The real Thomas Jefferson is the ACLU's worst nightmare?
The following is the "Real Thomas Jefferson" list, as it appears in What If America Were A Christian Nation Again? (The items that are struck out are the ones already addressed in my previous post.):
...even as a nominal Christian, what Thomas Jefferson did is totally antithetical to everything the ACLU and others have told the American people. For example, summing up, author Mark A. Beliles has assembled an impressive list of some of Jefferson's actions as president:
Over the course of almost five decades, Thomas Jefferson was involved with a number of educational institutions and plans for education, beginning in 1778 with his proposed plan for public schools in Virginia in his Bill for the More General Diffusion of Knowledge, and ending with the University of Virginia, which opened in 1825, a year before his death. In order to support their position that religion belongs in public schools, the revisionists have invented tales of Jefferson including, encouraging, and even requiring religious worship and religious instruction in every school and education plan he was connected with. Several of these lies appear in Kennedy's list, one of which is less common than the others -- the lie that Jefferson, by considering a proposal to move the Geneva Academy to the United States, was trying to establish a theological seminary.
The following is an excerpt from my book, Liars for Jesus: The Religious Right's Alternate Version of American History, addressing the Geneva Academy lie.
According to D. James Kennedy, in his book What if America were a Christian Nation Again?:
Jefferson "wanted to bring the entire faculty of Calvin's theological seminary over from Geneva, Switzerland, and establish them at the University of Virginia."
There are two things wrong with Kennedy's claim. The first is the time frame. Jefferson did consider a proposal to move the Geneva Academy to the United States, but this was in 1794 and 1795, thirty years before the University of Virginia opened. The second is that, although the Geneva Academy was originally founded by John Calvin in 1559 as theological seminary, by the late 1700s it had been transformed into an academy of science. The plan considered by Jefferson was not to import a religious school. It was to import a group of Europe's top science professors.
In 1794, François D'Ivernois, an economist and political writer from Geneva, wrote to Thomas Jefferson and John Adams. Political upheaval in Geneva had forced D'Ivernois into exile in England, and was threatening the future of the Geneva Academy. D'Ivernois, who had met both Jefferson and Adams when they were foreign ministers in Europe, wrote separately to each of them proposing that the faculty of the academy be relocated to the United States.
In a letter to George Washington, who was also anxious to establish a public university in America, Jefferson described the Geneva Academy and its faculty.
...the revolution which has taken place at Geneva has demolished the college of that place, which was in a great measure supported by the former government. The colleges of Geneva & Edinburgh were considered as the two eyes of Europe in matters of science, insomuch that no other pretended to any rivalship with either. Edinburgh has been the most famous in medicine during the life of Cullen; but Geneva most so in the other branches of science, and much the most resorted to from the continent of Europe because the French language was that which was used. a Mr. D'Ivernois, a Genevan, & man of science, known as the author of a history of that republic, has proposed the transplanting that college in a body to America. he has written to me on the subject, as he has also done to Mr. Adams, as he was formerly known to us both, giving us the details of his views for effecting it. probably these have been communicated to you by Mr. Adams, as D'Ivernois desired should be done; but lest they should not have been communicated I will take the liberty of doing it. his plan I think would go to about ten or twelve professorships. he names to me the following professors as likely if not certain to embrace the plan.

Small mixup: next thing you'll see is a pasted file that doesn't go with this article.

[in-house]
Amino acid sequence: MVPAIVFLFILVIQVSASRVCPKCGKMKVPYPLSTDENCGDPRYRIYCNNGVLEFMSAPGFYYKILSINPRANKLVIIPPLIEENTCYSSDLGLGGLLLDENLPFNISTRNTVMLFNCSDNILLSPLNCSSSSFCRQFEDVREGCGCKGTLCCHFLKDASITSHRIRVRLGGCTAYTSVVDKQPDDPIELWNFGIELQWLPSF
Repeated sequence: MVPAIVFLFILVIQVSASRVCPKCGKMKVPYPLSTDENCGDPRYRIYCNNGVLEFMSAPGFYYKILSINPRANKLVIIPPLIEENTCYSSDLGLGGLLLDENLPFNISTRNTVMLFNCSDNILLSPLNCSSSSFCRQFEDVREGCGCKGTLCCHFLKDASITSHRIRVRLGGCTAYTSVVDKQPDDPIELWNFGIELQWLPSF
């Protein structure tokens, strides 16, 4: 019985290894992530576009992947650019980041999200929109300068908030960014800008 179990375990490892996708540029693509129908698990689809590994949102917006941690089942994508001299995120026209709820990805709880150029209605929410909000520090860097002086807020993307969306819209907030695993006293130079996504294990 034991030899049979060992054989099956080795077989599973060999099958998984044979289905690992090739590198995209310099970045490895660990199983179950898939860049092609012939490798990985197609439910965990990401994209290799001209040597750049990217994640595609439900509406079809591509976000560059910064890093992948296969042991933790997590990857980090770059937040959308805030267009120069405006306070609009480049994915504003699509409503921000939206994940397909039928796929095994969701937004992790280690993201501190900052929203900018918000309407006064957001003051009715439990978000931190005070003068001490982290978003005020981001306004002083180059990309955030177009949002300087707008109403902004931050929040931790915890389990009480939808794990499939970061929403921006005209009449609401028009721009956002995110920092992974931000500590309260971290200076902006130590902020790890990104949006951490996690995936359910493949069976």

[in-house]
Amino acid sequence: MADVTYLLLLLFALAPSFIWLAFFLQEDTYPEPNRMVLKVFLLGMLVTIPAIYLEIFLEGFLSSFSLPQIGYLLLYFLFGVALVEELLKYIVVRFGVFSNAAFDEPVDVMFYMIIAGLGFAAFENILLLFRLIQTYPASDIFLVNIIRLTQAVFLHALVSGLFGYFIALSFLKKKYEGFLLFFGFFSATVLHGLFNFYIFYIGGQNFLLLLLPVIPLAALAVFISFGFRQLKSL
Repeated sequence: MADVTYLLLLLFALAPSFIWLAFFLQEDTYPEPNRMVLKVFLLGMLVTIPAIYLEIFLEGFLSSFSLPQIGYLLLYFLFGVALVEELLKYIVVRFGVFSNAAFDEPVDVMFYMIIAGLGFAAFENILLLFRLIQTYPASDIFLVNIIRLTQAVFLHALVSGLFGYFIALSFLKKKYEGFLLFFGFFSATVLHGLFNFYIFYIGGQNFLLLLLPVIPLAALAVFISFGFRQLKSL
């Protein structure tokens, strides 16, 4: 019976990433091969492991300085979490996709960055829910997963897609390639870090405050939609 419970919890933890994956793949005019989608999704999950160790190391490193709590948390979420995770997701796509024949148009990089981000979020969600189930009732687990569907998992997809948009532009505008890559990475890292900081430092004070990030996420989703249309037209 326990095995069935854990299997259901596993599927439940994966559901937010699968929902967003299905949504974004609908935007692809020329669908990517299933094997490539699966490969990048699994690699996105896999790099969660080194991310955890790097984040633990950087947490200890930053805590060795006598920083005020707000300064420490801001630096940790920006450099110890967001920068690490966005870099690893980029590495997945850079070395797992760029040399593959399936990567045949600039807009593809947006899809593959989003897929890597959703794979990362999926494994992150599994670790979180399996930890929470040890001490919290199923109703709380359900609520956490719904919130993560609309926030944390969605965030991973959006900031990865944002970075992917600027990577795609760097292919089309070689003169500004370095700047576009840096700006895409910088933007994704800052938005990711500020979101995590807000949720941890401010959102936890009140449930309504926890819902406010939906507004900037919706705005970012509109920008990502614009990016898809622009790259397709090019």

Like many of D. James Kennedy's lies about Thomas Jefferson, the version of the story about the Geneva Academy in What If America Were A Christian Nation Again? is borrowed from Mark Beliles's introduction to his version of the Jefferson Bible, and then changed a bit. In his chapter about Jefferson, Kennedy paraphrases dozens of lies from Beliles's book, changing them just enough to reveal his complete ignorance of the actual events on which Beliles based the original versions of the lies. In his version of the Geneva Academy story, Beliles does connect John Calvin with this school to imply that Jefferson wanted to import a theological seminary, but Beliles claims only that the proposed relocation was to "form the foundations of a state university," not that the decades away University of Virginia was the destination. Kennedy's addition of this anachronism makes it pretty clear that he has no idea that the lie he is copying is about something that happened thirty years before the University of Virginia opened. This doesn't make Beliles's version of the story any less of a lie. It just shows that, unlike Kennedy, Beliles knows what he's lying about.
According to Beliles's version of the story:
Jefferson "attempted to move the entire faculty of John Calvin's University of Geneva to form the foundations of a state university (but was thwarted by the legislature)."